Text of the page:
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Please help asap: Rust on firearms


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Old 11-13-2013, 05:32 PM   #31
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Originally Posted by molonlabexx View Post
All the more to store guns in them
I have been away from this forum for a while, and I cannot believe this thread. For one thing, "dry rot" is caused by fungi living in MOIST environments! Where it is, so is moisture!
For another, nothing beats plain old synthetic motor oil (like Mobil 1) for clinging to and protecting steel; that's why it was invented. Simply dip, then wring out a rag using Mobil 1, then rub it all over the steel surfaces. Before anyone says differently, a rag containing motor oil will not catch fire, because the oil does not oxidize and create heat. If still antsy, leave the rag spread out somewhere.
I have metal items (some firearms) stored in a very humid basement, which were coated with motor oil (from a rag). NOT ONE has ever had any rust.
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Old 11-13-2013, 09:55 PM   #32
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I have been away from this forum for a while, and I cannot believe this thread. For one thing, "dry rot" is caused by fungi living in MOIST environments! Where it is, so is moisture!
For another, nothing beats plain old synthetic motor oil (like Mobil 1) for clinging to and protecting steel; that's why it was invented. Simply dip, then wring out a rag using Mobil 1, then rub it all over the steel surfaces. Before anyone says differently, a rag containing motor oil will not catch fire, because the oil does not oxidize and create heat. If still antsy, leave the rag spread out somewhere.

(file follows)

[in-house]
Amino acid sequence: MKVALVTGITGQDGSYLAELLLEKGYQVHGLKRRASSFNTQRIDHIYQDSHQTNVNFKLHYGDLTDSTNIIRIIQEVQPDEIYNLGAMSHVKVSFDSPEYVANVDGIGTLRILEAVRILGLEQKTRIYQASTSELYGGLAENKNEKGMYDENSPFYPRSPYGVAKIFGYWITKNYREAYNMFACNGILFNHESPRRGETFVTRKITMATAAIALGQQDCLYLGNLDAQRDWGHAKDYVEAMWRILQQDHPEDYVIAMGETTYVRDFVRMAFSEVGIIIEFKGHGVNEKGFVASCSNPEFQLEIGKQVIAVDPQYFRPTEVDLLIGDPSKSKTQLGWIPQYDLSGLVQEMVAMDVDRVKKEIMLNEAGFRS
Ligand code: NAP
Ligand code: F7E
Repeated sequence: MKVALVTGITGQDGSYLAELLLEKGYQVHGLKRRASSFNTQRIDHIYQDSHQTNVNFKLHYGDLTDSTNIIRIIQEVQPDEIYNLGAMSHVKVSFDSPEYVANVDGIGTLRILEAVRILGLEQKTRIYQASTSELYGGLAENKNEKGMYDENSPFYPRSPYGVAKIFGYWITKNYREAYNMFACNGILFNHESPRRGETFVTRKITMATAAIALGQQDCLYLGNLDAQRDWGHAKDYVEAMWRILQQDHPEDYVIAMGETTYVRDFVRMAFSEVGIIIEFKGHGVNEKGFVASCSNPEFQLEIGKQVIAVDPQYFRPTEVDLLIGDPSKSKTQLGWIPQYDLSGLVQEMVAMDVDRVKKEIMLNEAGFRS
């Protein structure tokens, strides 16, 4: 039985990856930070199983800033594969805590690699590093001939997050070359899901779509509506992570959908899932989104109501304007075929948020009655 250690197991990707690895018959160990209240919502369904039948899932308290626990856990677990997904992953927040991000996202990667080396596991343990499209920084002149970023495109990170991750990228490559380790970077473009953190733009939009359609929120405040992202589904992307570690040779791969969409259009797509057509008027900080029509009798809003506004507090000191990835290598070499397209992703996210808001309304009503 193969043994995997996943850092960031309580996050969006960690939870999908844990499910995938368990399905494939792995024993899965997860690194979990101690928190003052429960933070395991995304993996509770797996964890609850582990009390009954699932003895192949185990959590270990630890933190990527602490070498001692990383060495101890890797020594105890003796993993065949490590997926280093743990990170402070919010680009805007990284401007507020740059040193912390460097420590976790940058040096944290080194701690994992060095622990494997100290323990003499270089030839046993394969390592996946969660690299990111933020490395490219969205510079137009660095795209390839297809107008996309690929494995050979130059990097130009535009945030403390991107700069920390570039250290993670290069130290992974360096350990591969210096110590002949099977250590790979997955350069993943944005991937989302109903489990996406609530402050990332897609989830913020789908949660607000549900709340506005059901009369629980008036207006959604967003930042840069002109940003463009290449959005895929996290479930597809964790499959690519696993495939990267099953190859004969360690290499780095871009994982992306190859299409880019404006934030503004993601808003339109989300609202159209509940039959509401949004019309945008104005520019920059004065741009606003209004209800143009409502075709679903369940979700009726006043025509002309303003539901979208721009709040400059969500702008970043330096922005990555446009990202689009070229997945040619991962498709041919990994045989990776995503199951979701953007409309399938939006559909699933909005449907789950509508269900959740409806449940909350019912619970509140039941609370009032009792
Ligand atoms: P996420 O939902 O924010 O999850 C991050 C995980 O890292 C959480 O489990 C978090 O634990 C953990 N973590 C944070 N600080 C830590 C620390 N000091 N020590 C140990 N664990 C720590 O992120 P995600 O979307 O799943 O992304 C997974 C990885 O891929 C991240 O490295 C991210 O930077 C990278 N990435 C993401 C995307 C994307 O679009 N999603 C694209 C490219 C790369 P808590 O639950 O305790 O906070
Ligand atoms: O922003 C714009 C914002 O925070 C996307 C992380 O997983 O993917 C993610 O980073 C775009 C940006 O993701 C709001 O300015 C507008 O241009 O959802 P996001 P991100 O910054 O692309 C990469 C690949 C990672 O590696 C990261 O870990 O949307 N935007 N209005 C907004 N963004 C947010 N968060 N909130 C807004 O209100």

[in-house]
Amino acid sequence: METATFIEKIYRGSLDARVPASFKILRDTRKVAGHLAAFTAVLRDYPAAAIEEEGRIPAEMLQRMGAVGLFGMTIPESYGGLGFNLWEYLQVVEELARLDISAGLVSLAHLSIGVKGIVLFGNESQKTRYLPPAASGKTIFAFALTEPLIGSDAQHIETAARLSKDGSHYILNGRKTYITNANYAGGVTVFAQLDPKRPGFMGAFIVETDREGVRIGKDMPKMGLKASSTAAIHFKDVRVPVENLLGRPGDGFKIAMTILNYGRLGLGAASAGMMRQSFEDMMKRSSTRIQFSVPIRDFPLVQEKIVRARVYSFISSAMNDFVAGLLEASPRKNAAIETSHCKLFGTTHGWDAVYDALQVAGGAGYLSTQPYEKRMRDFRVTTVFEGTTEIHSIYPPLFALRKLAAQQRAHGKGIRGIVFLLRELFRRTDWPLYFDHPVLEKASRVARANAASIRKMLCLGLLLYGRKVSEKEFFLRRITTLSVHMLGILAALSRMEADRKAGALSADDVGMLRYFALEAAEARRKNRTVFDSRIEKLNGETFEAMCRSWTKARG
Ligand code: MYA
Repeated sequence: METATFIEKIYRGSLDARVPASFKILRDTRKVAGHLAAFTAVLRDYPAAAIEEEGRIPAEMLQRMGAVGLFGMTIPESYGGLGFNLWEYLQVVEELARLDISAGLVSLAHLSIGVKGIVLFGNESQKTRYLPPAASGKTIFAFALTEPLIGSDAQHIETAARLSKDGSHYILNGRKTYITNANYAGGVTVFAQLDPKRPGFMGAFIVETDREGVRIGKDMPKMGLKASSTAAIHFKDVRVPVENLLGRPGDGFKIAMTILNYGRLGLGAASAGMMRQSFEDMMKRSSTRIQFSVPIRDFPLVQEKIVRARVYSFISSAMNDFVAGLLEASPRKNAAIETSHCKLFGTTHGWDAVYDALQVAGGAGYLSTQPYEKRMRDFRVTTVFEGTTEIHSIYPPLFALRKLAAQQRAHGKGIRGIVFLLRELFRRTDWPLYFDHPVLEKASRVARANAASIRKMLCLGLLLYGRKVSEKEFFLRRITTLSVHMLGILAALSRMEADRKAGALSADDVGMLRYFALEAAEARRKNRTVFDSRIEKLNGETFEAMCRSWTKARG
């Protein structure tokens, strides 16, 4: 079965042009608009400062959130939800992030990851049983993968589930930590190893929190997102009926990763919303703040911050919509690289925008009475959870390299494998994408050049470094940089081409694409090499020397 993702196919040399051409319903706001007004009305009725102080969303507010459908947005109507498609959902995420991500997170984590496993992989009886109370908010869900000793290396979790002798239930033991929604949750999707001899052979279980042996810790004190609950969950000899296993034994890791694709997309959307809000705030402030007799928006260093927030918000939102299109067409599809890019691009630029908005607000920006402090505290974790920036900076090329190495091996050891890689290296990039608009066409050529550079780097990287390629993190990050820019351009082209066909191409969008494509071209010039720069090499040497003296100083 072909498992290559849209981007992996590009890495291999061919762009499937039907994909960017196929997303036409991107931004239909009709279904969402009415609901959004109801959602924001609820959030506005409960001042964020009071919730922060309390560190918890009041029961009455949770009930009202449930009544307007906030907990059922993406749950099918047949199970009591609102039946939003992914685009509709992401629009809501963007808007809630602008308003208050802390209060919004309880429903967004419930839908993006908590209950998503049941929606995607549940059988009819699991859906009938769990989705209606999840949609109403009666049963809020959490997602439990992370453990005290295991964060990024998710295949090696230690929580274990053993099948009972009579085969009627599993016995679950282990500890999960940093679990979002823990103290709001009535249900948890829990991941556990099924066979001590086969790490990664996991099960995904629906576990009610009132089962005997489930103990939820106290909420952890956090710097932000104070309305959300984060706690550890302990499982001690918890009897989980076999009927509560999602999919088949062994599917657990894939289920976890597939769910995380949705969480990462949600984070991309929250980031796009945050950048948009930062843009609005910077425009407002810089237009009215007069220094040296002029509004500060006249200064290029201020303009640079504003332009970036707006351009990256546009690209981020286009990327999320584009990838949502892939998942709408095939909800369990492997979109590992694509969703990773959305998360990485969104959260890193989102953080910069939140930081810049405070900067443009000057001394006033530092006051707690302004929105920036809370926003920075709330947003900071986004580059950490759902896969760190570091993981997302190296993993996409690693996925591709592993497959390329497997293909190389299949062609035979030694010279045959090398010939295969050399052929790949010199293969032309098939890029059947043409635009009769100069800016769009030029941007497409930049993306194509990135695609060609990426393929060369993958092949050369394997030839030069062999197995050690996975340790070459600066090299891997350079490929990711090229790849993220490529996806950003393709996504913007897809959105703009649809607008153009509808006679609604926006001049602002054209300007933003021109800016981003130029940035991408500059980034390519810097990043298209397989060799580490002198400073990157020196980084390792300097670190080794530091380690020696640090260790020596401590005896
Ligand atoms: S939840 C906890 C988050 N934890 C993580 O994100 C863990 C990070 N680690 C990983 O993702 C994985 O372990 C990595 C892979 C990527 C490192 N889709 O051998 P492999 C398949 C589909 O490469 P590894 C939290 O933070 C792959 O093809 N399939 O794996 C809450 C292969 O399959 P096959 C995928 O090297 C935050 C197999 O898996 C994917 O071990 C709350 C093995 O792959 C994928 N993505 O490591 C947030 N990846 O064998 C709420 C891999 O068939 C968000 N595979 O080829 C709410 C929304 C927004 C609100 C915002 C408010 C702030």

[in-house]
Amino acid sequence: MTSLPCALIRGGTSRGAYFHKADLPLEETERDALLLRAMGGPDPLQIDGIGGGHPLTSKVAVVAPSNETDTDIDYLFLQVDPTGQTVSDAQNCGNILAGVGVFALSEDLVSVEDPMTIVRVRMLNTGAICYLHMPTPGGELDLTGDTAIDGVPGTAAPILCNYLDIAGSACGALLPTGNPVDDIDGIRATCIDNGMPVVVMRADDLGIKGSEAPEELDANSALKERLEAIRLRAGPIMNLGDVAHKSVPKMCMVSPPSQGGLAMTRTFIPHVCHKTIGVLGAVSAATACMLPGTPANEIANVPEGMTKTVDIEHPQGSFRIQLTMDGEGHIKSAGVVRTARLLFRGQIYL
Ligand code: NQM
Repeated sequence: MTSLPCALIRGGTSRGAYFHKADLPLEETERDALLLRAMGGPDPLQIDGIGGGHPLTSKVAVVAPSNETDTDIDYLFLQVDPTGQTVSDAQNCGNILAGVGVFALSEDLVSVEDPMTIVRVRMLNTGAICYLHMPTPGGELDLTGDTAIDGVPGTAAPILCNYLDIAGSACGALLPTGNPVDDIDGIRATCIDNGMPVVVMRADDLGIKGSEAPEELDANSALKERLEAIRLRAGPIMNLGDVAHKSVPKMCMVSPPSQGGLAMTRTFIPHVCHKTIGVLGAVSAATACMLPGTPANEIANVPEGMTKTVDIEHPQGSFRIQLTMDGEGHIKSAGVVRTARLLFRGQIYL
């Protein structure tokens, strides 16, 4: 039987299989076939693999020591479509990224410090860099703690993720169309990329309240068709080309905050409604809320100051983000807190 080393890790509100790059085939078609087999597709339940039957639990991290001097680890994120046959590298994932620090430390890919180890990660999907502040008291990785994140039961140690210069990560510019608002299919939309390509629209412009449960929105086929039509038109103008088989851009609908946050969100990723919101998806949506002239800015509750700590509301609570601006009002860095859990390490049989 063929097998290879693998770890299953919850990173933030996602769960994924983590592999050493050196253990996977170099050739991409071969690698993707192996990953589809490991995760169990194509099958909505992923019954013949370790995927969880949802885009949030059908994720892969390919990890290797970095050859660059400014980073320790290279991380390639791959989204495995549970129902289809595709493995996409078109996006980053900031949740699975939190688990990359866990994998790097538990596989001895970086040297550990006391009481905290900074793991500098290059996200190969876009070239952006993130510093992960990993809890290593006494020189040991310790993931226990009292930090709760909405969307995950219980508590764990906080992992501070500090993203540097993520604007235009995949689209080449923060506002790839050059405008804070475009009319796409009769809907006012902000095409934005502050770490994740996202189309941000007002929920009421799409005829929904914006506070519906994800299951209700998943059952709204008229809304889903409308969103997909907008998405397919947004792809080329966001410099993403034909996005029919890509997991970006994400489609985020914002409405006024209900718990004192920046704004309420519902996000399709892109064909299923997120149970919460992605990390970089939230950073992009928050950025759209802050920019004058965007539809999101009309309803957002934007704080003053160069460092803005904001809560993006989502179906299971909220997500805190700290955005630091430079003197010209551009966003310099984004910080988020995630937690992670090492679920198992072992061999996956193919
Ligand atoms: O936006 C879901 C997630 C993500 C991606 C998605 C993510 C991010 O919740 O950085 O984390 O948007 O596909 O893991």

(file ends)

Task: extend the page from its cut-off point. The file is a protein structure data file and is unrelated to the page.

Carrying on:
I have metal items (some firearms) stored in a very humid basement, which were coated with motor oil (from a rag). NOT ONE has ever had any rust.
Okay, but Synthetic Oil was introduced for its lubricity and resistance to high temperatures. It may well protect from rust, but so does any water repellant such as plain grease.
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Old 11-14-2013, 02:05 AM   #33
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Mercator:
The additional benefit of synthetic oils, and it was designed in right from the beginning, is their tendency to remain on the metal (not drain off), despite their not being greases. That's why they are far superior during the first few critical seconds of an engine starting up, before oil pressure has risen enough to distribute conventional oils to the metal surfaces. Once on the surface, they must be removed by a solvent, if desired. Nowadays, there are even a few gun oils which are synthetic, but cost far more than the synthetic motor oils, on a price-per-volume basis. And the synthetic motor oils intrinsically resist heat breakdown. Since these oils are not greases, but fluids, they will flow into and protect areas which a grease cannot reach. But, thankfully, they won't migrate to the ridiculous degree that something like WD40 does.
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